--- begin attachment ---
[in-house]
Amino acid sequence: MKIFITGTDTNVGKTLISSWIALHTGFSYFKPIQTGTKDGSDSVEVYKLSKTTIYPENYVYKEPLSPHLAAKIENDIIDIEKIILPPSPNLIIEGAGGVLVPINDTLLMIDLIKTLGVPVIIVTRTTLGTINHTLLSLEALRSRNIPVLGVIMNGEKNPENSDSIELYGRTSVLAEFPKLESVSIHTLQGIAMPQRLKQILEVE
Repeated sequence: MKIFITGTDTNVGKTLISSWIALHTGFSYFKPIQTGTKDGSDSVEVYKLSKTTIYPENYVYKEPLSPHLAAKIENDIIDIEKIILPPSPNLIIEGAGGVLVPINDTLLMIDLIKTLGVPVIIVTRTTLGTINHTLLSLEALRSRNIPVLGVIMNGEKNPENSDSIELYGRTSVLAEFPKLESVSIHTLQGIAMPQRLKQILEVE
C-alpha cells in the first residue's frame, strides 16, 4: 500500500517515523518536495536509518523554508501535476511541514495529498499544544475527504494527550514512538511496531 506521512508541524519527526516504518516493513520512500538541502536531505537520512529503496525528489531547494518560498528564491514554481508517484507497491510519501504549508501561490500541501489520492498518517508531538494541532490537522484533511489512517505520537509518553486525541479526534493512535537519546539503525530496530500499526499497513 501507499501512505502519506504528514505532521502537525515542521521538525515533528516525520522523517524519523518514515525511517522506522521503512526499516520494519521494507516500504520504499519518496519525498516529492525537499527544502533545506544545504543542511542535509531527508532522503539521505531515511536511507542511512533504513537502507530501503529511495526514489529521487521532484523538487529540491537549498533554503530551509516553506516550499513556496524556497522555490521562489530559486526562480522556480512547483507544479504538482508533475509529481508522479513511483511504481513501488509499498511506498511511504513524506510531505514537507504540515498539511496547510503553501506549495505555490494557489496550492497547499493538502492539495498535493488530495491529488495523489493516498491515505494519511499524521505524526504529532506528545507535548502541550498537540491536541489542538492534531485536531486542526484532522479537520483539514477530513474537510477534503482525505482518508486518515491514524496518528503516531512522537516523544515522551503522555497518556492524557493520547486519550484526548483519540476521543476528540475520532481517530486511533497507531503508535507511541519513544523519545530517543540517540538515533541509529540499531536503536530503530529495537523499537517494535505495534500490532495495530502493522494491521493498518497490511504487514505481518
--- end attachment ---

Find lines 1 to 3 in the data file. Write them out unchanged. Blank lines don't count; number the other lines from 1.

[in-house]
Amino acid sequence: MKIFITGTDTNVGKTLISSWIALHTGFSYFKPIQTGTKDGSDSVEVYKLSKTTIYPENYVYKEPLSPHLAAKIENDIIDIEKIILPPSPNLIIEGAGGVLVPINDTLLMIDLIKTLGVPVIIVTRTTLGTINHTLLSLEALRSRNIPVLGVIMNGEKNPENSDSIELYGRTSVLAEFPKLESVSIHTLQGIAMPQRLKQILEVE
Repeated sequence: MKIFITGTDTNVGKTLISSWIALHTGFSYFKPIQTGTKDGSDSVEVYKLSKTTIYPENYVYKEPLSPHLAAKIENDIIDIEKIILPPSPNLIIEGAGGVLVPINDTLLMIDLIKTLGVPVIIVTRTTLGTINHTLLSLEALRSRNIPVLGVIMNGEKNPENSDSIELYGRTSVLAEFPKLESVSIHTLQGIAMPQRLKQILEVE